But it falls wells short of the $5.7 billion that Trump has been demanding for a wall on the 2,000-mile (3,200-kilometer) southern border, and Trump’s emergency declaration would help him bypass Congress and get the money that lawmakers refused to give him.

Signing the spending bill will bring an end to a rolling, two-month battle over government funding.

But by declaring an emergency, Trump opens a new confrontation — and creates some of the riskiest legal peril of his term.

Trump has been demanding for a wall on the 2,000-mile (3,200-kilometer) southern border

Under the National Emergencies Act, the president can declare a national emergency, providing a specific reason for it.

That allows the activation of any of hundreds of dormant emergency powers under other laws, which can permit the White House to declare martial law, suspend civil liberties, expand the military, seize property and restrict trade, communications and financial transactions.

Recent presidents — including Trump — have used emergency powers on such issues. But the expectation that Trump will use the authority to raid billions of dollars from government accounts for the funding of a wall is sounding alarm bells on Capitol Hill.

House Speaker Nancy Pelosi, Trump’s Democratic nemesis in Congress, said declaring such a national emergency would be “a lawless act (and) a gross abuse of the power of the presidency.”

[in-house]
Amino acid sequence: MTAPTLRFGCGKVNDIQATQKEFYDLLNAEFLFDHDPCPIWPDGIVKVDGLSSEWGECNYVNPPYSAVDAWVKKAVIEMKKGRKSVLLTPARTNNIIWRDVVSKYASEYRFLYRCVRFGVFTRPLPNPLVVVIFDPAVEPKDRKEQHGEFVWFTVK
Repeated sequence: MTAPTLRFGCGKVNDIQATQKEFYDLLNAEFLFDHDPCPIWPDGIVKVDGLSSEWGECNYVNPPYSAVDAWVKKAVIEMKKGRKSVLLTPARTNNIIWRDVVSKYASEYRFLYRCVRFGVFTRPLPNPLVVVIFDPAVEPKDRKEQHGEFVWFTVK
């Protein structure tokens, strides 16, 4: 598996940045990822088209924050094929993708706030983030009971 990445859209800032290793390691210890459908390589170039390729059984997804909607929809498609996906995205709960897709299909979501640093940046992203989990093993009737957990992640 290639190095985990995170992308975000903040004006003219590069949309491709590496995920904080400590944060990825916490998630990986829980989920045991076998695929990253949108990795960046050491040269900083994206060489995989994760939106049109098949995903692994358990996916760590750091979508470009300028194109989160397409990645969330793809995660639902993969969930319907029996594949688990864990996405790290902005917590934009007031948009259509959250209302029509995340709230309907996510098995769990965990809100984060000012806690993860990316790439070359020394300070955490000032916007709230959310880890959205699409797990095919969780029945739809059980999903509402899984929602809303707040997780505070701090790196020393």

Members of her caucus were “reviewing our options” about how to respond to Trump’s move, she told reporters Thursday.

“I’m not advocating for any president doing an end run around Congress,” Pelosi added.

“I’m just saying that the Republicans should have some dismay about the door that they are opening, the threshold they are crossing.”

Members of the migrant caravan that has made its way from central America to the US-Mexico border

Senate Majority Leader Mitch McConnell said he backs the president’s emergency intent, but several others in the Republican camp have expressed deep reservations.

“I have concerns about the precedent that could be set with the use of emergency action to re-appropriate funds,” veteran Republican Senator Chuck Grassley said in a statement.

Senator Susan Collins said it “would be a mistake” for the president to declare such an emergency, warning it would “undermine” lawmakers’ all-important role as holders of federal purse strings.

Article 1 of the US Constitution states Congress gets to decide how money is appropriated. Many lawmakers have said they have no idea where Trump will draw the funding from.

Democrats in particular have signaled that the move would open the door to future presidents declaring emergencies on various topics, from gun violence to climate change to the opioid crisis.

There is broad expectation that Trump’s move would be challenged in court.

And House Judiciary Committee Jerry Nadler expressed support for a joint congressional resolution of disapproval to “terminate” Trump’s emergency declaration.

Such a move has a chance of passing both chambers of Congress, but Trump would almost certainly veto it.

Lawmakers could try to override the veto with a two-thirds majority but that would be tough going in the Senate, where several Republicans may not wish to cross the president.

The spending measure includes only $1.375 billion for border barriers or fencing, far from the $5.7 billion that Trump has sought for his long-promised border wall — a demand that led to the recent 35-day government shutdown, the longest in US history.